For more detailed notes on resume formatting, check out this document.
Sometimes it is beneficial to tailor your resume for different jobs. For example: you may wish to have one for an Administration role and one for a more customer service-based role. This allows you to highlight skills and achievements and weight things towards a particular role.
Some recruitment tools now use automated word recognition to match your resume to a particular vacancy. So, ensure you use the right language that relates to that field or industry. Use keywords.
Do not lie, exaggerate, or include something that you would not want to discuss in an interview.
Avoid jargon and acronyms.
Not all employers will fully understand assistive technology or terminology. You should be prepared to explain how some of these technologies assist you at work.
Do not include overly personal data unless it is a requirement of the application. For example, date of birth, marital status or photograph. If you are applying for an Aboriginal or Torres Strait Islander identified position or a junior role it may be necessary to disclose some personal data.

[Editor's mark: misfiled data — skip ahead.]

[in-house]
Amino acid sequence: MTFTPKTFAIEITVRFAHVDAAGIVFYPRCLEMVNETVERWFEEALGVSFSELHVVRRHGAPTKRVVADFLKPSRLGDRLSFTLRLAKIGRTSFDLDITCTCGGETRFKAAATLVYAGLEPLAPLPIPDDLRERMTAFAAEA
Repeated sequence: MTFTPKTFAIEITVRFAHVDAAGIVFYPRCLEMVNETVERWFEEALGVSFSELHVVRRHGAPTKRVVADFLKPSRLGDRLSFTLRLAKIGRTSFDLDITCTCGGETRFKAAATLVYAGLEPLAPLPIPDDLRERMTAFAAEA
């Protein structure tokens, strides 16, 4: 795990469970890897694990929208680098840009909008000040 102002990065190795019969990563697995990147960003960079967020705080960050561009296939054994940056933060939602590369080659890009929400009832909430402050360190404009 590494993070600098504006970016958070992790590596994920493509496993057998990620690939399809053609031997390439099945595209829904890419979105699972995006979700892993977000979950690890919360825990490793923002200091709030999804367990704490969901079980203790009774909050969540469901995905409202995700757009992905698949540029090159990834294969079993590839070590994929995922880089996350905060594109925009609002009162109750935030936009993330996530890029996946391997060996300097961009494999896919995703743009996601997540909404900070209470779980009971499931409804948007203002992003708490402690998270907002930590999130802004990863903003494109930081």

References and Referees
A reference is a written statement about your character and work. A professional reference is from a person who can speak to your qualifications for a job. A professional reference should know you in a work-related capacity. He or she is typically a former employer, a colleague, a client, a vendor, a supervisor, or someone else who can recommend you for employment.
A referee is someone who will act as a point of reference and can speak to a potential employer, provide information about your skills, experience and work behaviours. They may be asked to answer questions that will help determine your suitability to employment. Usually a potential employer will move to speak with a referee soon after an interview and if moving to the next phase of recruitment.
You don’t always need to include referees on your resume as these can change and you may need to use different people for different roles. But ensure that you have had conversations with people who will act as referees so you can quickly call on them if required.
Selecting a Referee
A referee can make or break your employment opportunity, so it’s important that when selecting a person to act as a referee you consider the following:
- They know your recent and relevant employment. It may be difficult to provide a current employer or supervisor, but choose some from a recent job.